11 Confusing Words and Common Errors

Confusing words in English

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#6 – Meet / Know

Don’t say: “I knew him last year.”

Say: “I met him last year.”

Meet has two meanings:

  • When you have first contact with a person
    “I met him last year”
  • When you will encounter someone you already know. In this case, we often use “meet with” or “meet up with”
    “I’m meeting up with some friends at the bar after work.”

Know has two different meanings/uses:

  • With knowledge and skills in general
    “He knows everything about computers.”
  • With knowing people in general
    “Do you know Janet? She’s in the advanced English class.”
    “No, I don’t think I know her.”

#28 – Wait / Hope / Expect

Don’t say: “I’m waiting my friend to call.”

Say: “I’m waiting for my friend to call.”

Wait = Pass the time until something happens

  • It’s 6:45. I’m waiting for the 7:00 bus.
  • We waited in line for three hours to get tickets to the concert.
  • You need to wait for the computer to finish updating.

Don’t confuse “wait” with hope and expect:

Hope = Want something to happen

  • I hope I’ll get a promotion this year!
  • I’m sorry to hear you’re sick. I hope you get better soon!
  • The traffic is very bad today. I hope I won’t be late.

Expect = Believe that something probably will happen.

  • We’re expecting a visit from some clients – they said they would come at 4:30.
  • My boss expects me to arrive on time every day.

#40 – Before / Ago / Back

Don’t say: “I sent the letter two months before.”

Say: “I sent the letter two months ago.”

Or: “I sent the letter two months back.” (informal)

Ago and back are used for past times from the present moment. Before is used for past times from another time in the past. Here are some examples of before:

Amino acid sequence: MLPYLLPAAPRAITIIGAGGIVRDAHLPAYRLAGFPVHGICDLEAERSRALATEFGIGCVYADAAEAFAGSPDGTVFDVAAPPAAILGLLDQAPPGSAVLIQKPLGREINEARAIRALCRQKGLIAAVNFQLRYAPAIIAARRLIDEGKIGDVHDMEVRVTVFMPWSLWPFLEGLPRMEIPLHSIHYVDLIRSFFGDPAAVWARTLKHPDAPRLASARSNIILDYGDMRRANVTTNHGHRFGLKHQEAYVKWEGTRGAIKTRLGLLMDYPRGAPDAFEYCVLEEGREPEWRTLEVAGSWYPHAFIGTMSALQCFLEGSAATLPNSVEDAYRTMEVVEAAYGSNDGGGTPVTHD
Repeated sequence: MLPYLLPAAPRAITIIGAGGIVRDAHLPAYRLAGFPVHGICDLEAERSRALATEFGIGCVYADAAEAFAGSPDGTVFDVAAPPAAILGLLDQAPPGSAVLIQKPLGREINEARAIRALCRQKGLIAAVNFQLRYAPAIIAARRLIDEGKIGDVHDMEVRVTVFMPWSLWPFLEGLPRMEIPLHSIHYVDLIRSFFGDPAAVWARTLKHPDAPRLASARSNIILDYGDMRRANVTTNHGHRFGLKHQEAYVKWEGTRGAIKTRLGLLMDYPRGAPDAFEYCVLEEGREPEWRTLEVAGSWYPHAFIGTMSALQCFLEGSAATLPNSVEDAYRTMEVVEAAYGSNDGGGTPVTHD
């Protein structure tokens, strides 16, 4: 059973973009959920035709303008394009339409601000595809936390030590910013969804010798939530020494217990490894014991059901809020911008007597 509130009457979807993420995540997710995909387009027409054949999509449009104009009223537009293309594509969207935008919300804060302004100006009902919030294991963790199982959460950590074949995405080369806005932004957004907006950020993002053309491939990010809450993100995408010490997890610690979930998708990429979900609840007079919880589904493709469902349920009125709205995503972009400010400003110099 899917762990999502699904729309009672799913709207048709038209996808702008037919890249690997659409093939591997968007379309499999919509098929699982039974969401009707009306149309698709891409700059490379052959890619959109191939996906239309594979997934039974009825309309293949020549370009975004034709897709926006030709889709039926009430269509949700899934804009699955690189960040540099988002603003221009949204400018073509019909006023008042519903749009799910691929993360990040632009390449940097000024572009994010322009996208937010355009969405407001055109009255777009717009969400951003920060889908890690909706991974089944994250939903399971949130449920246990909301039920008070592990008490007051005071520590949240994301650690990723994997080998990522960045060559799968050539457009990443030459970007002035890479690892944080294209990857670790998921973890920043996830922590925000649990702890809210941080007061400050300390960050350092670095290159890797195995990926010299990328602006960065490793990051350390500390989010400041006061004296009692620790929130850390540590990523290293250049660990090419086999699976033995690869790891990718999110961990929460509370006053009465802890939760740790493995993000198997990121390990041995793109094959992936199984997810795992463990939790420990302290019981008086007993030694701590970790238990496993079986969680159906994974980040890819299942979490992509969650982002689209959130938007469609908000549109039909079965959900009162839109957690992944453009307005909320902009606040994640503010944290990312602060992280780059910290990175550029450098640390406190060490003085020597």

• Yesterday I missed my train. I got to the train station at 7:10, but the train had left ten minutes before.
  • I was very happy when I got this job last year, because I had lost my previous job six months before.

#92 – Raise / rise / arise

Don’t say: “The government is going to rise taxes.”

Say: “The government is going to raise taxes.”

Rise means “to go up” or “to increase” – by itself. There is only a subject; there is no object.

  • The sun rises at 6:00 AM.
  • Energy consumption rose 20% this year.

Raise means “to move something to a higher position” or “to increase something,” so there are two entities, the subject (which performs the action) and the object (the thing that is moved or increased):

  • I raised my hand to answer the teacher’s question.
    (subject = I; object = my hand)
  • The state is raising the minimum age to get a driver’s license – from 16 to 18.
    (subject = the state; object = the minimum age to get a driver’s license)

Raise can also be used in a more metaphorical sense:

  • He raised some objections to the project proposal.
    (= he expressed the objections)
  • Our baseball team raised money for a local orphanage.
    (= collected money from donations)
  • My parents raised their voices during the argument.
    (= spoke louder)
  • The college is raising the bar for new applicants.
    (= increasing the standards)

Arise is similar to rise, but is more formal and abstract. It can also be used to mean “appear” or “result from”:

  • Several important questions arose during the meeting.
  • I’d like to work in Japan, if the opportunity arises.
  • A new spirit of hope has arisen among the country’s people.
  • Sorry, I’ll need to cancel our appointment. A few problems have arisen.

Clear up your doubts about confusing words… and use English more confidently!

600+ Confusing English Words Explained

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